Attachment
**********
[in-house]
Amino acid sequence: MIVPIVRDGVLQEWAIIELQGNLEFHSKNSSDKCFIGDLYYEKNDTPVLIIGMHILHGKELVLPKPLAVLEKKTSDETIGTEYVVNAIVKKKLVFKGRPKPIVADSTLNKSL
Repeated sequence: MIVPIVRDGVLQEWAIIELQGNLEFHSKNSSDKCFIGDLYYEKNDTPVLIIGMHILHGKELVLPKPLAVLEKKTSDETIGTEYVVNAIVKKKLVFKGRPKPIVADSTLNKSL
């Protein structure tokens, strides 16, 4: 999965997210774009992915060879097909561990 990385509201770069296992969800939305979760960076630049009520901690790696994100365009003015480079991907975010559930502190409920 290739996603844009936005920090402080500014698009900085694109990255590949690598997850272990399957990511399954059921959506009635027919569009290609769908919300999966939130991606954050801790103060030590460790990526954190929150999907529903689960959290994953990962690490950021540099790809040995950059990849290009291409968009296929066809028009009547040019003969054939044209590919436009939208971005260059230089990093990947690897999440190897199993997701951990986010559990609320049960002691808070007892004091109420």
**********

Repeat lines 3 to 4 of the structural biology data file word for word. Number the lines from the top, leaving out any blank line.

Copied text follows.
Repeated sequence: MIVPIVRDGVLQEWAIIELQGNLEFHSKNSSDKCFIGDLYYEKNDTPVLIIGMHILHGKELVLPKPLAVLEKKTSDETIGTEYVVNAIVKKKLVFKGRPKPIVADSTLNKSL
């Protein structure tokens, strides 16, 4: 999965997210774009992915060879097909561990 990385509201770069296992969800939305979760960076630049009520901690790696994100365009003015480079991907975010559930502190409920 290739996603844009936005920090402080500014698009900085694109990255590949690598997850272990399957990511399954059921959506009635027919569009290609769908919300999966939130991606954050801790103060030590460790990526954190929150999907529903689960959290994953990962690490950021540099790809040995950059990849290009291409968009296929066809028009009547040019003969054939044209590919436009939208971005260059230089990093990947690897999440190897199993997701951990986010559990609320049960002691808070007892004091109420």